True Story Behind Queen Charlotte’s Zebras

The series’ striped Easter eggs were real, and they were spectacular. Like season one, the current, second installment of Bridgerton, Netflix’s hit Regency drama created by showrunner Chris Van Dusen and executive produced by Shonda Rhimes, is full of historical Easter eggs that connect the series’ romantic saga with life in 1800s London high society.

This season once again, that’s largely seen through Queen Charlotte (Golda Rosheuvel), one of the notable, real-life figures portrayed on screen. And one of the most surprising plot lines plucked from real life comes care of the season’s second episode, “Off to the Races,” when she’s seen showing off her collection of pet zebras.

“This way. There is much to see,” the Queen tells her guests, Lady Danbury (Adjoa Andoh) as well as sisters Edwina Sharma (Charithra Chandran) and Kate Sharma (Simone Ashley), who have accepted her invitation to visit the palace.

The scene then cuts to the women walking up to the edge of the promenade, where Charlotte points out her new pets, which she refers to with her posh English accent as “zeb-ras.” “Striped horses from Africa, in fact,” she continues, noting that after having 15 children of her own, she “can’t think what to name them all.”

Even after Lady Danbury compliments the Queen on her “most spectacular menagerie,” the monarch fails to offer up a single name—including the most famous one used in real life at the time, “The Queen’s Ass,” which refers to the first zebra the actual Charlotte owned.

According to history books, the Queen’s Ass first arrived from South Africa in 1762 as a gift from Sir Thomas Adams, an officer in the Royal Navy. While two were originally sent, only one—the female—survived the trip. The sole zebra was eventually placed at Buckingham Palace, where the Queen had a growing collection of animals, including an elephant and some kangaroos, and exotic fauna.

However, none of them, it seems, were as notorious as the Queen’s Ass, which became the subject of humor, innuendo, and satire at the time. But there was no denying the appeal of the animal, which was largely unseen before it arrived in London. “The Queen’s she-ass … had all her hours employed from morning to night in satisfying the curiosity of the public,” a visitor reportedly wrote.

It became so famous that reportedly two Royal Navy warships were named HMS Zebra in the late 18th century while a portrait of the animal was painted by George Stubbs, whose work has been exhibited all around the world. (The 1763 painting is now part of the Yale Center for British Art’s collection of the artist’s work.)

When it comes to the zebras’ brief depiction on Bridgerton, Van Dusen tells T&C, it “speaks to her overwhelming fabulousness.”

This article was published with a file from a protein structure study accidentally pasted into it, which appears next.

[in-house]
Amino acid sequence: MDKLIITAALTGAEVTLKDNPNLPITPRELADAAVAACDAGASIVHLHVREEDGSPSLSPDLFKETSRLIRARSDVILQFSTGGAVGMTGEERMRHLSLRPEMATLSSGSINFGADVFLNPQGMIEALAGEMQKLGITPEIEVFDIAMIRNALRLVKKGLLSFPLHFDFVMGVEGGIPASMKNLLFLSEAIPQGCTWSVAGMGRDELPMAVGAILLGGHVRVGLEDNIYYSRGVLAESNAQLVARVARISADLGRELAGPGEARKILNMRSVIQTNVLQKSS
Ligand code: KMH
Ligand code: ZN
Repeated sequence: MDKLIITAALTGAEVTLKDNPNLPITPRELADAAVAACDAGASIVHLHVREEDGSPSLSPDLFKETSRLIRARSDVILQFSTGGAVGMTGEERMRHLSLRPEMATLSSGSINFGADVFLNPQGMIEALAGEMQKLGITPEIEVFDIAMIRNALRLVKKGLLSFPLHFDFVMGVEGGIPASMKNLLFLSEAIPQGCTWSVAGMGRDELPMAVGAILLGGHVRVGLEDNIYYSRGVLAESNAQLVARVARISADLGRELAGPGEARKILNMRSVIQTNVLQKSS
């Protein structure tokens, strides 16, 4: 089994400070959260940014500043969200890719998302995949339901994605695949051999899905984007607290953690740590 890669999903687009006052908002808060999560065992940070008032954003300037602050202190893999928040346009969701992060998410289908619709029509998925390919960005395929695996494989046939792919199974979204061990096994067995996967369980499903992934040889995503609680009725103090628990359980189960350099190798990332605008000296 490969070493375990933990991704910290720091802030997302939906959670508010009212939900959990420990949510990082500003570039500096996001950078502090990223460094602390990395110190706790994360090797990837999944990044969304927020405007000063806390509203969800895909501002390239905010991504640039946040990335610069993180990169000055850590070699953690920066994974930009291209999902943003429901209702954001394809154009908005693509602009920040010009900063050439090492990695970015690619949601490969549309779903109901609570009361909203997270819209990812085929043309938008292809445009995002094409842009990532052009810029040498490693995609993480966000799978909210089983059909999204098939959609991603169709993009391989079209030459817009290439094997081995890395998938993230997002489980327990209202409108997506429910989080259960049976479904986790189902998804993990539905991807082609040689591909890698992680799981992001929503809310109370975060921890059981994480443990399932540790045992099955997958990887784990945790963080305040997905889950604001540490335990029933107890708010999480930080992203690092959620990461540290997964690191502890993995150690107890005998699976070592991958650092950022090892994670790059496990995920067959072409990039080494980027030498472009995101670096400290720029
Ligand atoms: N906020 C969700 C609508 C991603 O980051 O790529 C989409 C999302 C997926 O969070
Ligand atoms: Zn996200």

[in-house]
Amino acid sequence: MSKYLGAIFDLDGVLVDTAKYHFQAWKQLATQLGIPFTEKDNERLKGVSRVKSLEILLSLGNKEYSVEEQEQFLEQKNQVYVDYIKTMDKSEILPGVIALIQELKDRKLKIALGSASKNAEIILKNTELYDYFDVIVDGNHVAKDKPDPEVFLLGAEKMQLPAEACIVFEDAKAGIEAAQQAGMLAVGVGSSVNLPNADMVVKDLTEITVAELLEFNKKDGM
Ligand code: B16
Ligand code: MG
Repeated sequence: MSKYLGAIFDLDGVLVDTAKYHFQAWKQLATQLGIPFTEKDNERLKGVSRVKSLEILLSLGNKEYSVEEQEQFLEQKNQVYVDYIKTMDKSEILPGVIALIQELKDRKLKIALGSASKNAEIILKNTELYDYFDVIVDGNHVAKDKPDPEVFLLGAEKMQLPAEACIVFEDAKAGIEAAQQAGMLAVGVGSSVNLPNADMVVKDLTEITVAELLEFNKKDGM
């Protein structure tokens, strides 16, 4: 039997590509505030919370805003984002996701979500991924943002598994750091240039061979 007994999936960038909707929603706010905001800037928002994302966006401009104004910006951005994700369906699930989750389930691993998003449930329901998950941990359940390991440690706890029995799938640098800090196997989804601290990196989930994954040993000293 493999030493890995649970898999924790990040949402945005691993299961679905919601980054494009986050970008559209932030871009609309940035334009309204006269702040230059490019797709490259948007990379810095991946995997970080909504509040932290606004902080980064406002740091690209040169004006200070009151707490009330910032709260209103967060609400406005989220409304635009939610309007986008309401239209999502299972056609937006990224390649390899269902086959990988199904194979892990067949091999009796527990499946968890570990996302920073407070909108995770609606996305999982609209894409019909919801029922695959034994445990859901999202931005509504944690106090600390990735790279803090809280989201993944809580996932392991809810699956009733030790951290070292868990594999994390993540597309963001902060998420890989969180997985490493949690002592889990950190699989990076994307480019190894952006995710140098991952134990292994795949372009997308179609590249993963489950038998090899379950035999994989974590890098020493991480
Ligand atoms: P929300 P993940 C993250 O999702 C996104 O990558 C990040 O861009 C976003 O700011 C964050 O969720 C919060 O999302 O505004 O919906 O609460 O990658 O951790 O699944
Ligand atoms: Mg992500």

“To me, Queen Charlotte felt larger than life,” he continues. “She had everything she could ever want in the entire world, yet at the end of the day, there was still something missing. I found that aspect of her character incredibly fascinating to flesh out. Golda Rosheuvel and I had long conversations about that very thing.”

In fact, it’s only one of many details of life seen on the series. While she’s a “creation” of Van Dusen’s for the series, “when I discovered this fascinating historical theory of the real Queen Charlotte being England’s first Queen of color, I knew that she had to be a part of our world in some way,” he says.

Van Dusen adds, “I started researching her life and found myself really inspired. I wove some of those details into the character’s backstory: Her troubled marriage to King George, for example. Her love for snuff. The menagerie at the palace that she oversaw.” All of which, including her “collections of the most intricate snuff boxes” and those zebras, can be seen throughout the first two seasons of the series movies ita:

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Queen Elizabeth Is Leaving Charles and William With a Big Problem

Prince Andrew’s closeness to the queen was clear at Prince Philip’s memorial. But when Charles assumes the throne, Andrew’s royal excommunication may be brought into sharper focus. Has Prince Andrew moved from being public pariah to invaluable personal carer in a new assisted living program for his mother? It’s hard not to come to any other conclusion.

Queen Elizabeth seemed not to care about the outrage caused by choosing him to escort her into Westminster Abbey for the service honoring the life of Prince Philip. Let’s be clear: Nothing about that choice was accidental. It could only have happened in such a blatantly public way at the insistence of the monarch herself—and, probably, in defiance of protests from other family members.

The Mail reports that the queen had “overruled” Princes Charles and William’s wishes on the matter, who had raised concerns “on more than one occasion” about Andrew’s prominence at the event. Another Mail report claimed Andrew had “strong-armed” the queen; the monarch “couldn’t say no to her favourite son.” His siblings were “dismayed” by his actions. According to one insider talking to the Telegraph: “They (the other royals) didn’t know until it happened. The plan changed.”

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